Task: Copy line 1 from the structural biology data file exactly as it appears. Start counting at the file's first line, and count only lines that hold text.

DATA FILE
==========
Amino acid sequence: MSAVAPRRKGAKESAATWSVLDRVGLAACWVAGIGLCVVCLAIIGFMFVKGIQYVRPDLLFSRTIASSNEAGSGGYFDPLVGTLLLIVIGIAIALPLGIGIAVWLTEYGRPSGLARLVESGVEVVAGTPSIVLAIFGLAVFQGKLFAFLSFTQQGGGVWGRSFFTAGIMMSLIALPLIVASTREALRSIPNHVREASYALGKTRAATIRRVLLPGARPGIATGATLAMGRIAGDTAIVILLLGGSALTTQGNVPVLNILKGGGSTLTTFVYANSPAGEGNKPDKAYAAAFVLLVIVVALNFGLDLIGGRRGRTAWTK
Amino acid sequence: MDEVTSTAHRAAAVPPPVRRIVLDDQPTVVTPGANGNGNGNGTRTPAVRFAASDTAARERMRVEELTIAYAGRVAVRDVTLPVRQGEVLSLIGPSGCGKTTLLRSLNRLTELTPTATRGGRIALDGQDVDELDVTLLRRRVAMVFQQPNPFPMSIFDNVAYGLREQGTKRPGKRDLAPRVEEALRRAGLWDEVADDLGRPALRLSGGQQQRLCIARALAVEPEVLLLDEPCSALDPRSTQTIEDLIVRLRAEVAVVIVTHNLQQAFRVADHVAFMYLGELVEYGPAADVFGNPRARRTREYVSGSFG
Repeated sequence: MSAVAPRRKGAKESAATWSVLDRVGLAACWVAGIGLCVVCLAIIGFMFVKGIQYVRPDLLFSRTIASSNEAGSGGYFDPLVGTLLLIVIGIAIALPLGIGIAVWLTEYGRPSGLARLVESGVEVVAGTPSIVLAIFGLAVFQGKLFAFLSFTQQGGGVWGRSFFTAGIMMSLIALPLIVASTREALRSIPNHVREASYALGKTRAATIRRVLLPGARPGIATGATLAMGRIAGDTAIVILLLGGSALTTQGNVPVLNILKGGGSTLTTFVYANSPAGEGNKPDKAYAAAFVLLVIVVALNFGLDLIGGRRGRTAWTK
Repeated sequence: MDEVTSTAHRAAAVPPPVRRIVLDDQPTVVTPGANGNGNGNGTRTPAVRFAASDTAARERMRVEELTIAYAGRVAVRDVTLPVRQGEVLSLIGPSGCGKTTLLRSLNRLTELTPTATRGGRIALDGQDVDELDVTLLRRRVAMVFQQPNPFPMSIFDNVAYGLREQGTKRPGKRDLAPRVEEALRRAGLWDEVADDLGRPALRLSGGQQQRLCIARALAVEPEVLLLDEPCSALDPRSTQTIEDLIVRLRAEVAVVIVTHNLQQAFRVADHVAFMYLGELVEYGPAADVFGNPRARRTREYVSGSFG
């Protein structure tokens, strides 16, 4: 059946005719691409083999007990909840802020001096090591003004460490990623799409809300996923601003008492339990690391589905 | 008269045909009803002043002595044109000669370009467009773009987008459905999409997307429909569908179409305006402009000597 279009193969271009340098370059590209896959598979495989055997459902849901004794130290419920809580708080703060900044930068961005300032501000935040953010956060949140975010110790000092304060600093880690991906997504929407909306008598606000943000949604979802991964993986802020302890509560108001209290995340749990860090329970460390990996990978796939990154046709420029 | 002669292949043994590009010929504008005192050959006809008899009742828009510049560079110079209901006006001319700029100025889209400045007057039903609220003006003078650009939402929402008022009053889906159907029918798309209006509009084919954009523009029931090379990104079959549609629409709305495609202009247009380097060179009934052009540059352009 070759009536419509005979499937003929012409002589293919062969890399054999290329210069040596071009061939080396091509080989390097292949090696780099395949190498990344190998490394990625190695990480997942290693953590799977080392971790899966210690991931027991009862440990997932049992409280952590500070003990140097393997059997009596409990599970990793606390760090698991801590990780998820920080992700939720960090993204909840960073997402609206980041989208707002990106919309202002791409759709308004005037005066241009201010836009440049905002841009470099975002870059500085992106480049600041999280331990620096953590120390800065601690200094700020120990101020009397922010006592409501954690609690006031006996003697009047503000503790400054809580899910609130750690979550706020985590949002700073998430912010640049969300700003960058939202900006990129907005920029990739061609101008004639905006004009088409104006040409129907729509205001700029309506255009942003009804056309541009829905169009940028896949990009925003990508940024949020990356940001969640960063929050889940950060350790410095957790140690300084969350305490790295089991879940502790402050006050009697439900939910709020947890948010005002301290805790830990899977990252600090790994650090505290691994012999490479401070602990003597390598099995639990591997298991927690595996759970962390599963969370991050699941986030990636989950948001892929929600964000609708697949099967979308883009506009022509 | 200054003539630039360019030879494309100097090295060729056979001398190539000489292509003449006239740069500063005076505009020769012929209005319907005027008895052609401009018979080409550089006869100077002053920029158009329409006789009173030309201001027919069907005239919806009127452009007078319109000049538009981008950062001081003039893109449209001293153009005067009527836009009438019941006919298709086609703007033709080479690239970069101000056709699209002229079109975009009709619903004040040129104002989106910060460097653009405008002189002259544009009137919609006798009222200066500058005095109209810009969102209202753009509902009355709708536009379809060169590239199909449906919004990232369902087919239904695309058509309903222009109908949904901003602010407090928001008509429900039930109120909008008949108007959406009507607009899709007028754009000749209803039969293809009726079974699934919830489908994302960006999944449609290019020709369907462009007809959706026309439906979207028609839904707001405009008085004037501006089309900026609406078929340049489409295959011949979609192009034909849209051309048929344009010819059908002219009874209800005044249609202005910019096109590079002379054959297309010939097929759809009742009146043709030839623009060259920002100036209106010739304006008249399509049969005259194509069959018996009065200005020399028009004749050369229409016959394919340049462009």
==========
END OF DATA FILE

Amino acid sequence: MSAVAPRRKGAKESAATWSVLDRVGLAACWVAGIGLCVVCLAIIGFMFVKGIQYVRPDLLFSRTIASSNEAGSGGYFDPLVGTLLLIVIGIAIALPLGIGIAVWLTEYGRPSGLARLVESGVEVVAGTPSIVLAIFGLAVFQGKLFAFLSFTQQGGGVWGRSFFTAGIMMSLIALPLIVASTREALRSIPNHVREASYALGKTRAATIRRVLLPGARPGIATGATLAMGRIAGDTAIVILLLGGSALTTQGNVPVLNILKGGGSTLTTFVYANSPAGEGNKPDKAYAAAFVLLVIVVALNFGLDLIGGRRGRTAWTK